Torn by fear and pity, the man becomes more immersed in her tale, and finds that boredom has, indeed, brought him to the most terrifying place he's ever been.

84% (19)
Rambling Through Kildare
Rambling Through Kildare
The 140 year old barge Rambler picks up speed as she heads towards the 15th lock on the Royal Canal having just been raised in the 14th lock (just visible in the background). This stretch of the canal is very beautiful as it cuts through the flat rural Co. Kildare countryside between Maynooth and Kilcock. Thankfully even at full speed these barges are slower than a 30 year-old on a mountain bike, so I was able to pull ahead of her again and get a few more shots after this one.
John Brown's last stand
John Brown's last stand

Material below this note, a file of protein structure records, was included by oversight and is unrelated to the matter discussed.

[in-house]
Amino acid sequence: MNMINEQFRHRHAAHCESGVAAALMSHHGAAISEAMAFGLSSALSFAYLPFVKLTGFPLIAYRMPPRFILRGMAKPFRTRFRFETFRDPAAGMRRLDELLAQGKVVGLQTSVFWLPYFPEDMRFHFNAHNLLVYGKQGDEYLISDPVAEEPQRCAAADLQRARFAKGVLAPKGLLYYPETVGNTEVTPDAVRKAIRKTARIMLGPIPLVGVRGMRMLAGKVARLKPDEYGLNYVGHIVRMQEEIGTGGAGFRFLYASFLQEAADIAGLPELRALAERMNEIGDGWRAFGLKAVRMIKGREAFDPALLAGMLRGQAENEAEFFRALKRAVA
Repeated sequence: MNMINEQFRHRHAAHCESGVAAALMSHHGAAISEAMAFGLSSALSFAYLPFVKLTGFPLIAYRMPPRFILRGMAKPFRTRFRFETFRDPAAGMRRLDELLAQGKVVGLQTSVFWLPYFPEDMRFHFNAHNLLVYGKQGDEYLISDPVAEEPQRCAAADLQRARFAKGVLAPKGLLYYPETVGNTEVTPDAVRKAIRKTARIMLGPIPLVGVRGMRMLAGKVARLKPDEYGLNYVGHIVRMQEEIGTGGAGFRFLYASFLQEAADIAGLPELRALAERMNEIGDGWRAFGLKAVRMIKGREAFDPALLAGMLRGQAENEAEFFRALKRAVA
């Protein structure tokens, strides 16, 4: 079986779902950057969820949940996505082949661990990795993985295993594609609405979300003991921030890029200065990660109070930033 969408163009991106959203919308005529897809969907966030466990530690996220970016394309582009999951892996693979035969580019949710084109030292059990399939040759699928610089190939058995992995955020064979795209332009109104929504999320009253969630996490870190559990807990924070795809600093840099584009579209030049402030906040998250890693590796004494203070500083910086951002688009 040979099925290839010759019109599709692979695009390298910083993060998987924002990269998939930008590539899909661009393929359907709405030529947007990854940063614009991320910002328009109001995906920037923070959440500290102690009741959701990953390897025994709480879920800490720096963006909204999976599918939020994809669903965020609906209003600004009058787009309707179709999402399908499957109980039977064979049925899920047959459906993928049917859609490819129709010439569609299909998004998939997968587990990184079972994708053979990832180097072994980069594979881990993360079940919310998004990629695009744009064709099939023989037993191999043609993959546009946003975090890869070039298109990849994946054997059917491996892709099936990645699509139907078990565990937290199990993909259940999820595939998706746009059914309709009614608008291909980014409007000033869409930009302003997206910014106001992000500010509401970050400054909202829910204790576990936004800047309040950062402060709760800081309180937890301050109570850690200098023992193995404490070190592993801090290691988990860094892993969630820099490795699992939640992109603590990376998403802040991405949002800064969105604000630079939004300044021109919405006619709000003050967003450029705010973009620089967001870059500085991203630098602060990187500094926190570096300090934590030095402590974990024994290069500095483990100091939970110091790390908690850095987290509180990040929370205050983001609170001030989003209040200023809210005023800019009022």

Earlier this week I did DC to Pittsburgh on the C&O Canal and Allegheny Passage. Over 300 miles of dedicated bike path. These are some small snippets.

co canal bike path
co canal bike path
Wedding of the Waters: The Erie Canal and the Making of a Great Nation
"One corner of the great American panorama enlarged to highlight starry-eyed visionaries, political machinations, indefatigable ingenuity, and cockeyed optimism." --Kirkus Reviews
A sweeping work of history by Peter L. Bernstein, Wedding of the Waters recounts the revolutionary conception, construction, and completion of the Erie Canal, one of the greatest engineering projects ever undertaken and the crucial link between the Atlantic states and the bounties of the western lands beyond the Appalachian Mountains. This stupendous project was a daunting challenge at every turn, for the financiers and politicians as well as the would-be engineers. With its emphasis on technological ingenuity, global economics, financial skills, and America's changing role in the world, Wedding of the Waters is a story for our own times.